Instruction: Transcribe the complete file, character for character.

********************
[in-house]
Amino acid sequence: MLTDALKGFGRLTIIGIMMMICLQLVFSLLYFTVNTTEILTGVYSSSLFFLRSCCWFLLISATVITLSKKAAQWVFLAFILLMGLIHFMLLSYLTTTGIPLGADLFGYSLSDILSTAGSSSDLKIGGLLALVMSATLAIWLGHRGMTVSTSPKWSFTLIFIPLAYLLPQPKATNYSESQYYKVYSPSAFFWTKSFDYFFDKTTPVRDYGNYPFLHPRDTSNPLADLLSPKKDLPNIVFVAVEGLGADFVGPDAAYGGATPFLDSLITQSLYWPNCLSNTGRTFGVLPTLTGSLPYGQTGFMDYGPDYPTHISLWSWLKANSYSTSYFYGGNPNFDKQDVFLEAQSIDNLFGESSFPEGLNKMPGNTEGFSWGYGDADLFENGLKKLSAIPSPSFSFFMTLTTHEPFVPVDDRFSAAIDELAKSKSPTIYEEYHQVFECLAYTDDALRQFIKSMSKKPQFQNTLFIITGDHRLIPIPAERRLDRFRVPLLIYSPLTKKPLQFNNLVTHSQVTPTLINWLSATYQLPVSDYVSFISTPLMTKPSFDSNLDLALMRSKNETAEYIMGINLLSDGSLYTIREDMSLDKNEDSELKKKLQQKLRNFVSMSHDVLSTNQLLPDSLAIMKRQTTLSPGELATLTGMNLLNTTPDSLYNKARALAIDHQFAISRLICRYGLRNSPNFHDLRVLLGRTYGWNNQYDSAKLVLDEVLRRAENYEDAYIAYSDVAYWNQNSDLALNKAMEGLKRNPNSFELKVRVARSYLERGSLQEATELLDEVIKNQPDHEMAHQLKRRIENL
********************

[in-house]
Amino acid sequence: MLTDALKGFGRLTIIGIMMMICLQLVFSLLYFTVNTTEILTGVYSSSLFFLRSCCWFLLISATVITLSKKAAQWVFLAFILLMGLIHFMLLSYLTTTGIPLGADLFGYSLSDILSTAGSSSDLKIGGLLALVMSATLAIWLGHRGMTVSTSPKWSFTLIFIPLAYLLPQPKATNYSESQYYKVYSPSAFFWTKSFDYFFDKTTPVRDYGNYPFLHPRDTSNPLADLLSPKKDLPNIVFVAVEGLGADFVGPDAAYGGATPFLDSLITQSLYWPNCLSNTGRTFGVLPTLTGSLPYGQTGFMDYGPDYPTHISLWSWLKANSYSTSYFYGGNPNFDKQDVFLEAQSIDNLFGESSFPEGLNKMPGNTEGFSWGYGDADLFENGLKKLSAIPSPSFSFFMTLTTHEPFVPVDDRFSAAIDELAKSKSPTIYEEYHQVFECLAYTDDALRQFIKSMSKKPQFQNTLFIITGDHRLIPIPAERRLDRFRVPLLIYSPLTKKPLQFNNLVTHSQVTPTLINWLSATYQLPVSDYVSFISTPLMTKPSFDSNLDLALMRSKNETAEYIMGINLLSDGSLYTIREDMSLDKNEDSELKKKLQQKLRNFVSMSHDVLSTNQLLPDSLAIMKRQTTLSPGELATLTGMNLLNTTPDSLYNKARALAIDHQFAISRLICRYGLRNSPNFHDLRVLLGRTYGWNNQYDSAKLVLDEVLRRAENYEDAYIAYSDVAYWNQNSDLALNKAMEGLKRNPNSFELKVRVARSYLERGSLQEATELLDEVIKNQPDHEMAHQLKRRIENL